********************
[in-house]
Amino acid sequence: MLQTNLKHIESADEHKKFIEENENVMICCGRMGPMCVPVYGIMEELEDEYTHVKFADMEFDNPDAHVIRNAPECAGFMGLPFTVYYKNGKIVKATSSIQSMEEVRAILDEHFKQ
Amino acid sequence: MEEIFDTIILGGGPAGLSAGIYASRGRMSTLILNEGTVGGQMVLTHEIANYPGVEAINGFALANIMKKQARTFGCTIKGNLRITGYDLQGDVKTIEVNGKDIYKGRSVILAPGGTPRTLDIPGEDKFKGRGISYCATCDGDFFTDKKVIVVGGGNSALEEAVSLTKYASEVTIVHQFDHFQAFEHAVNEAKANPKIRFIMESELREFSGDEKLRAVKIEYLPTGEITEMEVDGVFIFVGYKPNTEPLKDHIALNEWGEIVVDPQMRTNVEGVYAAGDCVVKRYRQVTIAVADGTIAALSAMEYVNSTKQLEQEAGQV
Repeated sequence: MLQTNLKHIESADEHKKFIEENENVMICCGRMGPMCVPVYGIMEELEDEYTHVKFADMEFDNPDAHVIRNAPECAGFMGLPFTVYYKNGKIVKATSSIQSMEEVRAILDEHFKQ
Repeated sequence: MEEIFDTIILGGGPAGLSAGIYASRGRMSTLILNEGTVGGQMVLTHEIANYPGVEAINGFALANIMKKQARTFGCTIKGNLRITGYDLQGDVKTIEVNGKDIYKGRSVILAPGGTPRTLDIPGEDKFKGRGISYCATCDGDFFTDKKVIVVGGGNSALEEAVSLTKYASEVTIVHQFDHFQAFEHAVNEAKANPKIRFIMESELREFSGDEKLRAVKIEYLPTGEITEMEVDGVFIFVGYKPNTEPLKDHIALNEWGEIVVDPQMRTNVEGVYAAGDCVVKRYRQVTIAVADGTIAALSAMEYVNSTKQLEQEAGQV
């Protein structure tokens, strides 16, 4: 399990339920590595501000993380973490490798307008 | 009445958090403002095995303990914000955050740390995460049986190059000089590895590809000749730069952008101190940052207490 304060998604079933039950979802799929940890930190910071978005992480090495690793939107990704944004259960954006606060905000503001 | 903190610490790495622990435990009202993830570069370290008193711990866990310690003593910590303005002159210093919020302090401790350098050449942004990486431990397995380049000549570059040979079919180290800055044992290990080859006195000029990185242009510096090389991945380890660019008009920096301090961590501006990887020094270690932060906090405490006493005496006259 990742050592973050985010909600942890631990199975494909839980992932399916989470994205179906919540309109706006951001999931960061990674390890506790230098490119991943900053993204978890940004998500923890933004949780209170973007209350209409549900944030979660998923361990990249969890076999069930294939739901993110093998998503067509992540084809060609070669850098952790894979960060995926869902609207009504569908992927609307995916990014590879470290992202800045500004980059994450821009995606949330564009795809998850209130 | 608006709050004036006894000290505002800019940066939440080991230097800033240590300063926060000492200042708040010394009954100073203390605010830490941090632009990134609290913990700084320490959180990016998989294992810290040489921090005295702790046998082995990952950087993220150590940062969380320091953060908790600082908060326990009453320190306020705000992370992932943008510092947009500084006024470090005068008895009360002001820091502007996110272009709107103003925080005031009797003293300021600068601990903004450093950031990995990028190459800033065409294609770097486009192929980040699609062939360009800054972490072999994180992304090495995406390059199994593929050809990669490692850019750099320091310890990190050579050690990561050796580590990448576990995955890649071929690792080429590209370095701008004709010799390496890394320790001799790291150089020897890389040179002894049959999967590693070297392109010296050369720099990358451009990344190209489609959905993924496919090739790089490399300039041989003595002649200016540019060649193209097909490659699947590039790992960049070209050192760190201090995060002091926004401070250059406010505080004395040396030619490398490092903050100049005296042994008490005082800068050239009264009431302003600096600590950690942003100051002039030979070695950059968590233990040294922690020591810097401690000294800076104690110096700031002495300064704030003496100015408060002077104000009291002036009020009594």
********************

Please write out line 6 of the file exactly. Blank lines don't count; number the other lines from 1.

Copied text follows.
């Protein structure tokens, strides 16, 4: 399990339920590595501000993380973490490798307008 | 009445958090403002095995303990914000955050740390995460049986190059000089590895590809000749730069952008101190940052207490 304060998604079933039950979802799929940890930190910071978005992480090495690793939107990704944004259960954006606060905000503001 | 903190610490790495622990435990009202993830570069370290008193711990866990310690003593910590303005002159210093919020302090401790350098050449942004990486431990397995380049000549570059040979079919180290800055044992290990080859006195000029990185242009510096090389991945380890660019008009920096301090961590501006990887020094270690932060906090405490006493005496006259 990742050592973050985010909600942890631990199975494909839980992932399916989470994205179906919540309109706006951001999931960061990674390890506790230098490119991943900053993204978890940004998500923890933004949780209170973007209350209409549900944030979660998923361990990249969890076999069930294939739901993110093998998503067509992540084809060609070669850098952790894979960060995926869902609207009504569908992927609307995916990014590879470290992202800045500004980059994450821009995606949330564009795809998850209130 | 608006709050004036006894000290505002800019940066939440080991230097800033240590300063926060000492200042708040010394009954100073203390605010830490941090632009990134609290913990700084320490959180990016998989294992810290040489921090005295702790046998082995990952950087993220150590940062969380320091953060908790600082908060326990009453320190306020705000992370992932943008510092947009500084006024470090005068008895009360002001820091502007996110272009709107103003925080005031009797003293300021600068601990903004450093950031990995990028190459800033065409294609770097486009192929980040699609062939360009800054972490072999994180992304090495995406390059199994593929050809990669490692850019750099320091310890990190050579050690990561050796580590990448576990995955890649071929690792080429590209370095701008004709010799390496890394320790001799790291150089020897890389040179002894049959999967590693070297392109010296050369720099990358451009990344190209489609959905993924496919090739790089490399300039041989003595002649200016540019060649193209097909490659699947590039790992960049070209050192760190201090995060002091926004401070250059406010505080004395040396030619490398490092903050100049005296042994008490005082800068050239009264009431302003600096600590950690942003100051002039030979070695950059968590233990040294922690020591810097401690000294800076104690110096700031002495300064704030003496100015408060002077104000009291002036009020009594």